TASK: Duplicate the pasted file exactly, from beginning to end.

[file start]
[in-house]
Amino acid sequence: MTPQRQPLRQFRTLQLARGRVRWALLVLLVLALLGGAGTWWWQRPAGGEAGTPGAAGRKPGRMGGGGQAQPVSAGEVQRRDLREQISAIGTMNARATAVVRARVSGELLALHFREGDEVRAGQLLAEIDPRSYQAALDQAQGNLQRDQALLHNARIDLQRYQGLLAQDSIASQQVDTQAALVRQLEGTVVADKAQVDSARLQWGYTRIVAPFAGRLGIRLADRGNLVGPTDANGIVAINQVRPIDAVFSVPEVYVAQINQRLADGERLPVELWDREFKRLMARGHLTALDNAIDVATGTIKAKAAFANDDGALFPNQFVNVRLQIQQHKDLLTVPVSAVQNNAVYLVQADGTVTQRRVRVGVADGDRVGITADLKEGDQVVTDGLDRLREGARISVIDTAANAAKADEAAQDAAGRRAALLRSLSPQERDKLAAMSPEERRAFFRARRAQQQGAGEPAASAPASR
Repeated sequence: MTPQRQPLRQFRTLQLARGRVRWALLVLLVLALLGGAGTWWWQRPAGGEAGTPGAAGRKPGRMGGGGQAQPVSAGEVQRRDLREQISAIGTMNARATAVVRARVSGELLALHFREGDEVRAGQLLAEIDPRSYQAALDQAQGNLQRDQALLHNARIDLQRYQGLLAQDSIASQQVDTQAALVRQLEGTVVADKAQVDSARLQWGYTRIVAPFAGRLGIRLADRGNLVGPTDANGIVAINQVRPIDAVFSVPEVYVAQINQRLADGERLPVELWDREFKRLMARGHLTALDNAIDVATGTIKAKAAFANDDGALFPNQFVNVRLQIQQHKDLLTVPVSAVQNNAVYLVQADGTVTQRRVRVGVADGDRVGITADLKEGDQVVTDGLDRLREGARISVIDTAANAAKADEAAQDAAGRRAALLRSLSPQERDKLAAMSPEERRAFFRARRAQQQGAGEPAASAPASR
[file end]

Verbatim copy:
[in-house]
Amino acid sequence: MTPQRQPLRQFRTLQLARGRVRWALLVLLVLALLGGAGTWWWQRPAGGEAGTPGAAGRKPGRMGGGGQAQPVSAGEVQRRDLREQISAIGTMNARATAVVRARVSGELLALHFREGDEVRAGQLLAEIDPRSYQAALDQAQGNLQRDQALLHNARIDLQRYQGLLAQDSIASQQVDTQAALVRQLEGTVVADKAQVDSARLQWGYTRIVAPFAGRLGIRLADRGNLVGPTDANGIVAINQVRPIDAVFSVPEVYVAQINQRLADGERLPVELWDREFKRLMARGHLTALDNAIDVATGTIKAKAAFANDDGALFPNQFVNVRLQIQQHKDLLTVPVSAVQNNAVYLVQADGTVTQRRVRVGVADGDRVGITADLKEGDQVVTDGLDRLREGARISVIDTAANAAKADEAAQDAAGRRAALLRSLSPQERDKLAAMSPEERRAFFRARRAQQQGAGEPAASAPASR
Repeated sequence: MTPQRQPLRQFRTLQLARGRVRWALLVLLVLALLGGAGTWWWQRPAGGEAGTPGAAGRKPGRMGGGGQAQPVSAGEVQRRDLREQISAIGTMNARATAVVRARVSGELLALHFREGDEVRAGQLLAEIDPRSYQAALDQAQGNLQRDQALLHNARIDLQRYQGLLAQDSIASQQVDTQAALVRQLEGTVVADKAQVDSARLQWGYTRIVAPFAGRLGIRLADRGNLVGPTDANGIVAINQVRPIDAVFSVPEVYVAQINQRLADGERLPVELWDREFKRLMARGHLTALDNAIDVATGTIKAKAAFANDDGALFPNQFVNVRLQIQQHKDLLTVPVSAVQNNAVYLVQADGTVTQRRVRVGVADGDRVGITADLKEGDQVVTDGLDRLREGARISVIDTAANAAKADEAAQDAAGRRAALLRSLSPQERDKLAAMSPEERRAFFRARRAQQQGAGEPAASAPASR